Has spring sprung? Depends where you are!

Watching winter slip away is a magical thing. Snow is melting, temperatures are warming, and some of our fair-weather bird friends are returning.

However, Ontario is a huge province, and the arrival of spring looks very different depending on where you are.

Spring comes slowly in many provincial parks.

Every year people are surprised to learn that while urban areas may be in bloom, many provincial parks, such as Algonquin, are still covered in snow and ice.

This can lead to some unwelcome surprises and unsafe situations for visitors who are expecting warm weather and spring-like conditions.

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Frozen falls and other wacky winter water

When most of us picture winter ice, we conjure up mental images of skating rinks and icicles. But did you know there’s a lot of variety in wintry water formations?

From frozen falls to ice volcanoes, winter water is quite a sight to behold:

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5 tips for sharing the winter trails

Many Ontario Parks have well-maintained trails for winter use.

Knowing the proper etiquette and rules for use helps to keep them safe for cross-country skiers, snowshoers and hikers alike.

We’re asking everyone to do their part to minimize the risk to yourself and others by following all public health advice, including physical distancing, and only engaging in outdoor activities close to where you live. Please do not travel outside of your area. 

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Your winter preparedness guide

If you’re reading this, you’re likely a not-very-furry mammal with a core body temperature around 37ºC.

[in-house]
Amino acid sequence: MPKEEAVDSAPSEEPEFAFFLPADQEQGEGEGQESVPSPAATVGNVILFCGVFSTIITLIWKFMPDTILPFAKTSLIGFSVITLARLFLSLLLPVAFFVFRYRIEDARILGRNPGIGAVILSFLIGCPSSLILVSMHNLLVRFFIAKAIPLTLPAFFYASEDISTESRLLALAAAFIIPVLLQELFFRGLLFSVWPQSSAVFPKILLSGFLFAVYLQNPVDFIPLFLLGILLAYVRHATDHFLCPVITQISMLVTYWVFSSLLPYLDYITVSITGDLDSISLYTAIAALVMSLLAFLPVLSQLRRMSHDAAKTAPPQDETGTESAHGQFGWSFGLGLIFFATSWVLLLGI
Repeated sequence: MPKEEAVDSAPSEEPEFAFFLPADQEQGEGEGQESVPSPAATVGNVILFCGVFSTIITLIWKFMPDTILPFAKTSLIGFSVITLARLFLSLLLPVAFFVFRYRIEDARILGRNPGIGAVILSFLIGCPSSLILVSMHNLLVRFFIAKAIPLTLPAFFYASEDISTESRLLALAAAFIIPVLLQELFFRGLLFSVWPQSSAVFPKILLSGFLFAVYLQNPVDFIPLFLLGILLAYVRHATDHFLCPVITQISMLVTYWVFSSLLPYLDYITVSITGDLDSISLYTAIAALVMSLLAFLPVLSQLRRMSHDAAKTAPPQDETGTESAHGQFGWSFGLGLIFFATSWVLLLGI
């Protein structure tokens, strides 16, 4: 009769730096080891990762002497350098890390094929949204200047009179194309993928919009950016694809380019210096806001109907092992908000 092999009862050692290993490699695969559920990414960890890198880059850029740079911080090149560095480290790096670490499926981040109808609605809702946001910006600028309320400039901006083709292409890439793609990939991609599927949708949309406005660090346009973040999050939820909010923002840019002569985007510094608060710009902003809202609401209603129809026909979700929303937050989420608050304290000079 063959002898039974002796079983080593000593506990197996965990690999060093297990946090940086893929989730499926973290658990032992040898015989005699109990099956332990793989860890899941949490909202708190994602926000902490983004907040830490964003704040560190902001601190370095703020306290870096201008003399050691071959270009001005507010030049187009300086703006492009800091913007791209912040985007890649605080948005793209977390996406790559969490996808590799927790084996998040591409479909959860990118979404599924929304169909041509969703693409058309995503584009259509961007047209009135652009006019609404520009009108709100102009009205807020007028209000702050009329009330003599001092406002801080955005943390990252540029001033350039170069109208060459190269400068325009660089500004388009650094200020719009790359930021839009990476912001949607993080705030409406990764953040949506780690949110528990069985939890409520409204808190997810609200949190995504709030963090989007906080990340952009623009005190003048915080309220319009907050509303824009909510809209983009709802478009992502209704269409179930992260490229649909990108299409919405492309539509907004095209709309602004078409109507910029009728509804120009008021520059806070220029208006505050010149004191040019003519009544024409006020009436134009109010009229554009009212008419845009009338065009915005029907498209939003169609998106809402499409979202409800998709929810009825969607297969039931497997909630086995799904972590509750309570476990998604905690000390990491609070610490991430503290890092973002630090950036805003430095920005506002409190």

Your body works very hard to maintain this temperature. If it drops even a few degrees, moving, thinking, and other basic tasks become difficult. You will need to warm up quickly, or you may find yourself in a dangerous situation.

To prevent cold-related emergencies, it’s important to plan your winter adventures with care.

Here’s what you need to know to stay safe in cold weather:

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Eyes on the skies – January

Welcome to the Ontario Parks “Eyes on the Skies” series. This “space” will cover a wide range of astronomy topics with a focus on what can be seen from the pristine skies found in our provincial parks.

The cold, crisp days of the New Year often reward us with fantastically beautiful nights, rich with bright stars and interesting sights.

Of the 17 brightest stars seen from Ontario, nine are visible during winter nights, and many interesting objects await the observer who is prepared to brave the cold.

Here are our astronomical highlights for January:

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